Phosphorescent Gypsum

by Tom Roberts
01 Feb 2013 / 3736 Views

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Phosphorescent Gypsum 2.33/5 (18 votes)

In this project, phosphorescent powder was added to gypsum to create glowing egg-shaped vases.

The templates for the moulds were laser-cut onto sheets of plastic and assembled by hand, using masking tape to seal the joins. The ‘Super Glow Powder’ was then weighed-out and mixed with the gypsum in dry form. After adding water, the mixture was stirred until smooth and poured into the moulds. We slowly rotated the moulds for about twenty minutes to ensure an even distribution of material during the hardening process. Once the phosphorescent layer had set we repeated the process with ordinary gypsum to achieve a minimum thickness for the vessel walls.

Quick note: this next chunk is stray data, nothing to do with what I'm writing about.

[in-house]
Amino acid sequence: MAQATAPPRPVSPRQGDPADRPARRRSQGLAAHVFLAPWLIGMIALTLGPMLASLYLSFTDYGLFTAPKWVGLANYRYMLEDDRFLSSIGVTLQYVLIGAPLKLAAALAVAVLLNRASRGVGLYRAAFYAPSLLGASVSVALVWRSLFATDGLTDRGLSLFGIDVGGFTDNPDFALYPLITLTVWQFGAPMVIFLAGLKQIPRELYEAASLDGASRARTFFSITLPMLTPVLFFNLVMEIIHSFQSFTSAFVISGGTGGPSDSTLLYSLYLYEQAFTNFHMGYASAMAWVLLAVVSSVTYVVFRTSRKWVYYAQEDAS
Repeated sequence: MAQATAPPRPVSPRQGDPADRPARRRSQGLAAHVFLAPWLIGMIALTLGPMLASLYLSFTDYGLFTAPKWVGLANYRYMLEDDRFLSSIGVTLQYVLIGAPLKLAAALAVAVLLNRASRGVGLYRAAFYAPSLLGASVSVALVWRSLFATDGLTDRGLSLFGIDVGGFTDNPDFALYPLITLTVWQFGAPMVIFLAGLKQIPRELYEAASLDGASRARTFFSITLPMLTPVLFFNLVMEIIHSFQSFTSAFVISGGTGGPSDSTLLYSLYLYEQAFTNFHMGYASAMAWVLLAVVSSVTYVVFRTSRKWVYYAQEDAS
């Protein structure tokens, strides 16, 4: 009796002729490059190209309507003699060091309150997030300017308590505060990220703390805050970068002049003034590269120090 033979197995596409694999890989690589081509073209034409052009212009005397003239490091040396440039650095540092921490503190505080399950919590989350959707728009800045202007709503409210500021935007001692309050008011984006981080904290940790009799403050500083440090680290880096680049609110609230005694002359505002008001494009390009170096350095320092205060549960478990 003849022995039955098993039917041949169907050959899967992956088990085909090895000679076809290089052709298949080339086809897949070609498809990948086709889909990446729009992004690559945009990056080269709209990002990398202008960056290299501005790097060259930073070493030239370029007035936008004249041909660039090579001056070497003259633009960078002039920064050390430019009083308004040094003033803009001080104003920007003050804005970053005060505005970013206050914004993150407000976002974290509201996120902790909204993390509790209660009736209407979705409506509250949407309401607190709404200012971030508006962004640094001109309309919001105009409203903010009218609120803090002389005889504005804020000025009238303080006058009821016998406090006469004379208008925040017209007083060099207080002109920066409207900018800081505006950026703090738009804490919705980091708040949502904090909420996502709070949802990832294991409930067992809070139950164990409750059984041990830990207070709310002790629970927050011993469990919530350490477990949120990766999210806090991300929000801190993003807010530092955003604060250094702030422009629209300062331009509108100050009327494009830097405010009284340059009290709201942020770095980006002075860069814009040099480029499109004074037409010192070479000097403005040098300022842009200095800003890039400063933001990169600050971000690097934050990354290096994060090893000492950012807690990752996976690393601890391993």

The vases were removed from their moulds a few hours later. Charged under a light-source for a few minutes and then submerged in darkness, the white objects bathe their surroundings in a vivid shade of green light. The phosphorescent effect is further heightened by the faceted design and a texture which is smooth and cold to the touch.

Entitled ‘Tong Zi Dan‘, the series of vases was designed and constructed by Manuel Kretzer (Responsive Design Studio) and Knut Brunier (Brunier-Ernst), with assistance from Tom Roberts (University of Bristol).

21st – 25th of January 2013 @ ETH Zurich, Switzerland.

Glowing

Template

Additive

Mixing

Pouring

Rotating

more info: http://responsivedesignstudio.blogspot.co.uk/2013/01/tong-zi-dan.html